Thursday, October 1, 2009
Gophers, Badgers meet with Axe to grind Posted by ESPN.com's Adam Rittenberg
Eric Decker has accomplished just about everything in his Minnesota career.
He's already regarded as one of the greatest wide receivers in team history, setting the Gophers' career receptions record earlier this season (212). He twice has set the team's single-season receptions record and was a semifinalist for the Biletnikoff Award last year. Considered the greatest No. 7 in team history, Decker's picture hangs in the team's home locker room, not far from where the senior dresses before games. He also starred for Minnesota's baseball team and was selected in each of the past two Major League Baseball drafts, most recently by his hometown Twins in June.
At times, Decker carries the Minnesota offense.
But he has never carried Paul Bunyan's Axe.
AP Photo/Morry Gash
The Badgers are hoping to return to Madison Saturday with Paul Bunyan's Axe.
"It would be amazing," he said. "That's one thing I told myself. Before I leave, I want to be able to carry that axe around. I've grown up in Minnesota. I understand what it means to have the axe. I've been around the game to see how exciting it is when we do finally get it.
Decker gets his final chance to hoist the axe Saturday as Wisconsin visits TCF Bank Stadium (ESPN, noon ET). The Badgers have kept the enormous rivalry trophy since 2004, and last year they rallied to beat the Gophers in Madison as Decker watched from the sideline with an ankle injury.
Decker considers Wisconsin the Gophers' top rival, and the feeling is mutual from the Badgers, who try to preserve their perfect record in Minneapolis.
"I’ve seen what it means to the people of Wisconsin," Badgers junior quarterback Scott Tolzien said. "It's a pride thing. We want to be able to have that axe for the next year."
A few subplots add to the always intense rivalry this year.
Both teams are off to good starts. The longest rivalry in the FBS returns to Minnesota's campus for the first time since 1981 after 13 meetings at the Metrodome, where 15,000 to 20,000 Wisconsin fans would regularly show up. There are several connections between the teams, including four Gophers assistants (Kevin Cosgrove, Ron Lee, Tim Davis, Thomas Hammock) who previously spent time at Wisconsin.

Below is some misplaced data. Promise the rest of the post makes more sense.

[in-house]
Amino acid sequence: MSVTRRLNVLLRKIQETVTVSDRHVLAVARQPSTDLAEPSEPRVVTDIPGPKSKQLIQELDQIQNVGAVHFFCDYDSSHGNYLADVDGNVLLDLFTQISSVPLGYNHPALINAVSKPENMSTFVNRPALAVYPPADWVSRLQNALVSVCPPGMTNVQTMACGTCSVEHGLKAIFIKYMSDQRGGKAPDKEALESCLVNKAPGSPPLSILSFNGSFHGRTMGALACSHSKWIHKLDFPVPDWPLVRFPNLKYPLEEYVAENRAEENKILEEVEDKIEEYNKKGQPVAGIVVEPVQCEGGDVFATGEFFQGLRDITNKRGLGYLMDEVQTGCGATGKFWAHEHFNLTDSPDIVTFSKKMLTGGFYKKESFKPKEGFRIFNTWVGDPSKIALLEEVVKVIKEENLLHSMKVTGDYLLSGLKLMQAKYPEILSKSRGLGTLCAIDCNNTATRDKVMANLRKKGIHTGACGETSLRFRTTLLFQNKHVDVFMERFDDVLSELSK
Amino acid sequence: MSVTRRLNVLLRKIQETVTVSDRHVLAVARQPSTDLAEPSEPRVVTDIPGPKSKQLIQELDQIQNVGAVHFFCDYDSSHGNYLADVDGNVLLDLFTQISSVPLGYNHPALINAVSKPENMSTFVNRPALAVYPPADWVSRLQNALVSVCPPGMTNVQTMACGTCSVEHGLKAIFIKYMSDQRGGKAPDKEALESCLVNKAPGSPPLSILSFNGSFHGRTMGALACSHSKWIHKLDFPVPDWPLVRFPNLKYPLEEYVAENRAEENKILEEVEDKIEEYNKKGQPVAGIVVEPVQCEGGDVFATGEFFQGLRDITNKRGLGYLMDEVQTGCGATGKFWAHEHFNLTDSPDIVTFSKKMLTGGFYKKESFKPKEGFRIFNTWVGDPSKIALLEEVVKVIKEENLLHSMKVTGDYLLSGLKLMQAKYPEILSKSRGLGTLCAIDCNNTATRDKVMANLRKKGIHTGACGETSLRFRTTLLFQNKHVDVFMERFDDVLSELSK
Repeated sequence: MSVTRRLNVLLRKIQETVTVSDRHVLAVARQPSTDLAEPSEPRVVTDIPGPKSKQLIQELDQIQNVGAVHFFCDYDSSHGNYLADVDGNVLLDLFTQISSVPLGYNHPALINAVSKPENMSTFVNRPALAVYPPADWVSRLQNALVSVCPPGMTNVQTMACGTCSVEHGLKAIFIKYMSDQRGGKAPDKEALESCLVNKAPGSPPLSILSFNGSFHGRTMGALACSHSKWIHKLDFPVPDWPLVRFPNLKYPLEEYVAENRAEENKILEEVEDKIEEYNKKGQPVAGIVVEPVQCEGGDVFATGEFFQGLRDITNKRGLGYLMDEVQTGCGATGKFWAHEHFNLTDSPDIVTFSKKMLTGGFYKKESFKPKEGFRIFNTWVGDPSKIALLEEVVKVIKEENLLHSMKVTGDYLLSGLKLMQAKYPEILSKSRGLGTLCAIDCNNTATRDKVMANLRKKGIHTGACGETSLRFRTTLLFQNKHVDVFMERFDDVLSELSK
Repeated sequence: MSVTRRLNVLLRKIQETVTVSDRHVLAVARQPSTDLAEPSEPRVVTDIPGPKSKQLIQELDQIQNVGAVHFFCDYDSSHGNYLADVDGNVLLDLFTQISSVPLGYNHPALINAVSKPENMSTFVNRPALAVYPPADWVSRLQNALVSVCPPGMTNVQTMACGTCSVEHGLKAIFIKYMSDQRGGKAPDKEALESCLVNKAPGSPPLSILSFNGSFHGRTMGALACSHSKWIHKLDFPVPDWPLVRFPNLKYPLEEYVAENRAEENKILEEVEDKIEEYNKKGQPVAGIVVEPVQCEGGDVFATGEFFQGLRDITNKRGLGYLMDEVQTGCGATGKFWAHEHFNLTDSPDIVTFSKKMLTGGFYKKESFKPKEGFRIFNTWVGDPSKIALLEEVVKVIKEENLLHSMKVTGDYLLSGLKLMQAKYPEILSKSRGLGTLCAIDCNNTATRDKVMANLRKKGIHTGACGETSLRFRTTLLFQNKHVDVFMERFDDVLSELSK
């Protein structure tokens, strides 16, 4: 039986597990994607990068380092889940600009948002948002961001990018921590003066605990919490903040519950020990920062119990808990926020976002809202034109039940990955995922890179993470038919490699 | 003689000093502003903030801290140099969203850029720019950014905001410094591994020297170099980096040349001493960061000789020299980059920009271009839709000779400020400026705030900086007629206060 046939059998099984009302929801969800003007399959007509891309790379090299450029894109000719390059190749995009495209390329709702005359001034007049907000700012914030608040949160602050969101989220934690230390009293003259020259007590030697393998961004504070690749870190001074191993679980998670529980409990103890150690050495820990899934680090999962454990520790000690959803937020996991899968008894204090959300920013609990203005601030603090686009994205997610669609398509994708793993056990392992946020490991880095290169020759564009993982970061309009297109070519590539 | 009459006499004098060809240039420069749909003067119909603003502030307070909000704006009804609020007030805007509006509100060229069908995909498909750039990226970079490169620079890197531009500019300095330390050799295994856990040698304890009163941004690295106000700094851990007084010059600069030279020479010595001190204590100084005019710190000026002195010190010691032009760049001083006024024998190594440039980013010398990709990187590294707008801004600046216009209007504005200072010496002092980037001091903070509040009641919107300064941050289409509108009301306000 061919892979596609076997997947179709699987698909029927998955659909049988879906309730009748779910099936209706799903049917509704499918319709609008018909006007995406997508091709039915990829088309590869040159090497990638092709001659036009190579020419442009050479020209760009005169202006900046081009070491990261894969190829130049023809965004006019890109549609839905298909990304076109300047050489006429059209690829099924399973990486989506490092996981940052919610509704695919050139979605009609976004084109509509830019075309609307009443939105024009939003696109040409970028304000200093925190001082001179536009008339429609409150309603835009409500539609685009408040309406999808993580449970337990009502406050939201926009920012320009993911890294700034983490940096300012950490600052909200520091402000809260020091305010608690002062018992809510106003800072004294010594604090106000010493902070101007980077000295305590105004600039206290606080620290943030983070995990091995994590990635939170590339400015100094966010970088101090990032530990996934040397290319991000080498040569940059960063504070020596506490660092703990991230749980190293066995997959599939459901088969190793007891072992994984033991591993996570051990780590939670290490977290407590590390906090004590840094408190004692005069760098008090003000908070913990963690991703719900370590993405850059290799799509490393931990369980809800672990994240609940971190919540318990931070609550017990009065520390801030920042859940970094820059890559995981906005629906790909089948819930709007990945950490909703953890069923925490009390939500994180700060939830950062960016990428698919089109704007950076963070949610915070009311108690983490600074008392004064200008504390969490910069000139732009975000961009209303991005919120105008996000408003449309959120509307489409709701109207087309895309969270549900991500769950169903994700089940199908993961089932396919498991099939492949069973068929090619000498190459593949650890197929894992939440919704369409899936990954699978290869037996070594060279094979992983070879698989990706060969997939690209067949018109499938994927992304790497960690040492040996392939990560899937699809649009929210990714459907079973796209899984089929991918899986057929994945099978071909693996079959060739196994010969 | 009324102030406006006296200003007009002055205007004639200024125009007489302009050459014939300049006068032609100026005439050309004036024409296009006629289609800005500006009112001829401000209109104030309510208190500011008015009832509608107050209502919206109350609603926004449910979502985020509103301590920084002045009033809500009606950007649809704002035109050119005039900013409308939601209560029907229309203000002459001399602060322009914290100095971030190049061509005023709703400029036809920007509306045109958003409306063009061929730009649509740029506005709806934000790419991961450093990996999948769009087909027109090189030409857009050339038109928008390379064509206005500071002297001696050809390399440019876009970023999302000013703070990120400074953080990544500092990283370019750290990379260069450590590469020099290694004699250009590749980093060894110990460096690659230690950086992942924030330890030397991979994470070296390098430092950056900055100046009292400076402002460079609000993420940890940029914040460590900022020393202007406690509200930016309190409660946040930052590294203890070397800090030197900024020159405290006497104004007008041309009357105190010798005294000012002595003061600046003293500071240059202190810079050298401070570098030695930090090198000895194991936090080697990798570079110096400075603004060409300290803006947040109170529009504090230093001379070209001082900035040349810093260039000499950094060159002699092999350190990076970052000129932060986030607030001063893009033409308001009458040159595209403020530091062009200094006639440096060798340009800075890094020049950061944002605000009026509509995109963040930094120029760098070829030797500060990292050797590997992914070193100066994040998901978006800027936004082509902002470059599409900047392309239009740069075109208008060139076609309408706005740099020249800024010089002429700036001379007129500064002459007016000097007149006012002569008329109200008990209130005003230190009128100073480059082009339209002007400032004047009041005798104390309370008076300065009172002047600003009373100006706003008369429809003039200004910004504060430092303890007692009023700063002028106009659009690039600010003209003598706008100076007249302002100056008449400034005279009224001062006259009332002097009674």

Plus, both teams are hitting their stride on offense. Wisconsin ranks second in the Big Ten in both scoring (36 ppg) and total offense (428 ypg). Tolzien leads the Big Ten and ranks 13th nationally in pass efficiency (164.3 rating), while sophomore running back John Clay ranks second in the league in rushing (99.5 ypg).
"I’m pleased with the direction we’re going and yet you have high expectations," Badgers offensive coordinator Paul Chryst said. "The players do, and we do for them. We’re going to need everyone. That’s what’s fun about this group. For us to do well, we need everyone. There’s not just one guy who can just carry it.”
Tolzien has done much of the heavy lifting. An afterthought in the quarterback race during the spring, his consistency pushed him over the top in camp and he continues to gain confidence.
"We’ve seen Scotty do the things he’s been doing, but you never know until it’s real and in games," Chryst said. "In that sense, you’re happy to see that. He’s a guy who works extremely hard to prepare himself. He’s been able to go out and relax and play. Most importantly, the guys around him are playing and going along with him."
The Gophers come off their most complete offensive performance of the season in a win at Northwestern. Decker did his thing, catching two touchdown passes, but the Gophers finally established the run behind sophomore running back Duane Bennett (three TDs).
The threat of the run could be enough to get Decker free in a Badgers secondary that has struggled at times this year.
"To win in the Big Ten, you have to run the ball and we did a great job of that last week," Decker said. "Once those things open up and we start making plays that way, they have to go back to a true defense and they can't overplay certain sides."
Neither team has struggled to find motivation this week.
"Paul Bunyan's Axe is very meaningful to the state of Minnesota, also to the state of Wisconsin," Gophers head coach Tim Brewster said. "We come together and fight like crazy for 60 minutes and see who can carry the axe. Saturday's going to be a great deal."